I lived five years in France. I have close family and friends there. The south of France, where we started our multicultural and multilingual family, holds a special place in my heart.
But I doubt that BK2 would have felt so at ease to share this bit about her family history. I am not sure how well her choice of topic would have been received in a French school.

Her choice of topic and its reception show how she feels totally accepted for who she is. I think living in a country with four official languages, and where over a third of the population comes from an immigrant background, definitely help.

Tuesday, 31 January 2017

A car to sleep?

BK4 will be two on Sunday.

She and I usually snuggle on the sofa in the evening for her to go to sleep. So, when it's bedtime, she calls to me: "come, come" pointing to the sofa, then "auto" and gets the blanket.

Hang on. A car?

Well, a blanket is couverture in French, which rhymes with voiture, Auto in German.

The workings of a multilingual mind, go figure!

Tuesday, 6 December 2016

Trilingual Toddler

Here are two conversations my 22-month old toddler and I had recently.
Me: "Nrouhou letounoubil?" (shall we go to the car?)
Baby: "Oui! Auto!" (Yes! Car!)
Tot: "Berra!" (outside!)
Me: "Nrouhou berra?" (shall we go outside?)
Tot: "Oui, berra. Come. Sebbati" (Yes, outside. Come. My shoes)
There's so much going on in these few sentences.

First, my Algerian dialect clearly shows French and Spanish influences: the word for car stems from automobile;  the word for shoes comes from zapato.

Then my daughter says the Arabic berra, the german Auto, the English come and the French oui. Mind you, not really sure whether she's saying come or komm in German.

In any case, BK4 is officially at least trilingual!

Monday, 28 November 2016

Bilingualism has no Advantages!

It is estimated that over half of the world's population is (at least) bilingual. The majority of these people are not exceptionally intelligent, affluent or highly educated.

In many developing countries, speaking more than one language is the norm: the local dialect/language, the lingua Franca for reading and writing, and possibly a third language inherited from colonialism.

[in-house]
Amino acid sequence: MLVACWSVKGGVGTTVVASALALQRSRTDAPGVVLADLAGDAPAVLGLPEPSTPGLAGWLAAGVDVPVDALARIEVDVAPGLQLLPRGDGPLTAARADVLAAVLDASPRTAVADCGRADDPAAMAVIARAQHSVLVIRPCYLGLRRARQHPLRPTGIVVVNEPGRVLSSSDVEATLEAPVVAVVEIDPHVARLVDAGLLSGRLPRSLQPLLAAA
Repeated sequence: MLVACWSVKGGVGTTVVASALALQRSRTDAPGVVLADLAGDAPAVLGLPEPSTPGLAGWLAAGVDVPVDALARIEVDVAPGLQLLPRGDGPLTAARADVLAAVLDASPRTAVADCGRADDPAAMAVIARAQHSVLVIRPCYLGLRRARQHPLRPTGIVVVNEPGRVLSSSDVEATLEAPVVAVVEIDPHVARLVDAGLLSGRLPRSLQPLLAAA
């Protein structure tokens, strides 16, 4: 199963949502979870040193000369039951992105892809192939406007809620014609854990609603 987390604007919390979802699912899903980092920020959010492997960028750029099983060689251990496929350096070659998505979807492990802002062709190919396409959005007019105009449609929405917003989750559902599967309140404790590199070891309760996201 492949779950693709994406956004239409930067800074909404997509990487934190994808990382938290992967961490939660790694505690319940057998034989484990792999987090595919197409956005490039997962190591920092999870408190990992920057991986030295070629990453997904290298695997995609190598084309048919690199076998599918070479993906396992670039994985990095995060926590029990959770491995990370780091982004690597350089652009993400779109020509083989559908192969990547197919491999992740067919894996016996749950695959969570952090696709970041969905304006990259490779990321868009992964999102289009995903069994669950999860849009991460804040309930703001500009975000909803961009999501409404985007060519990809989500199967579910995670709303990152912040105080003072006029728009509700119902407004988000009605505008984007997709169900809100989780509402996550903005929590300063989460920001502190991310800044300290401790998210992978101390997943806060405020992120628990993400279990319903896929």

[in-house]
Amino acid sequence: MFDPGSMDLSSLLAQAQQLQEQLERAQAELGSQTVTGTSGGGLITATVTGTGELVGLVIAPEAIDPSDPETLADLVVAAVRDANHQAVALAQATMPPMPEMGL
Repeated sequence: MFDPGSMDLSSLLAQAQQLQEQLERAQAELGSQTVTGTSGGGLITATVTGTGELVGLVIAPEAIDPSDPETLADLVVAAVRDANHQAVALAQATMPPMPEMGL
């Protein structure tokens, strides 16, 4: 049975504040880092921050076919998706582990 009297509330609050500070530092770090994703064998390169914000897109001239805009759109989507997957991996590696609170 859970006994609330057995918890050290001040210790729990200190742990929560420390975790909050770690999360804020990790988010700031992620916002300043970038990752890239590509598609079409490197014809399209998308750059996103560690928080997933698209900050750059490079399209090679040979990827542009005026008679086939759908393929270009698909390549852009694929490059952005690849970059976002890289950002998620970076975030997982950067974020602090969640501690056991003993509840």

It is not unusual for a North African to speak three languages nor for an Armenian to know four idioms.

Another example is an Indian family we knew back in England. The father, from Northern India, speaks Punjabi. The mother, from the South, speaks Malayalam. They speak Hindi with each other and English to their son.

Monolingualism is fairly recent in human history. Its spread coincided with the birth of nations, to aid political, social and economic unity. Germany and France, two rather linguistically-uniform countries, used to have a large dialectal variety before the end of the 19th century.

Studies are rife extolling the benefits of bilingualism and multilingualism: better health, better jobs, better prospects overall.

But, what if the human brain evolved to be multilingual?
What if it is biologically normal for humans to speak more than one language?
Is it appropriate to talk about the advantages of bilingualism?
Instead, should we address the shortcomings of monolingualism?

Friday, 2 September 2016

Six False Friends

Of course, languages borrow and steal from each other. That's normal. I've come to realise, though, that a language often adopts a word from another language only for it to mean something slightly or completely different.

Here are a few false friends in French, English and German.


An English word meaning something useful. German speakers, however, use the word to mean mobile phone. Go figure.


Another English word, used in French to mean a kind of a pocket knife used to cut cardboard and other thick materials. Otherwise known in England as a carpet knife.


In French, a costume usually designates a two- or a three-piece suit. In English though, a costume is what people wear to dress up, such as a clown, a witch, Superman etc.


This French word is used occasionally to mean a sheath or a slim-fitting case. In German, it is often used to designate any kind of small case: a pencil case, a wallet, a credit card holder. You name it, if its purpose is to carry any kind of small stuff then it's an Etui.


A French word meaning carrousel, German speakers use it to designate an arena, in particular, a circus arena.


When I hear that someone is being mobbed in English, I imagine somebody running away from a group of people who are ganging up on him. In German, though, mobbing is bullying.

And you, what are your most memorable linguistic false friends?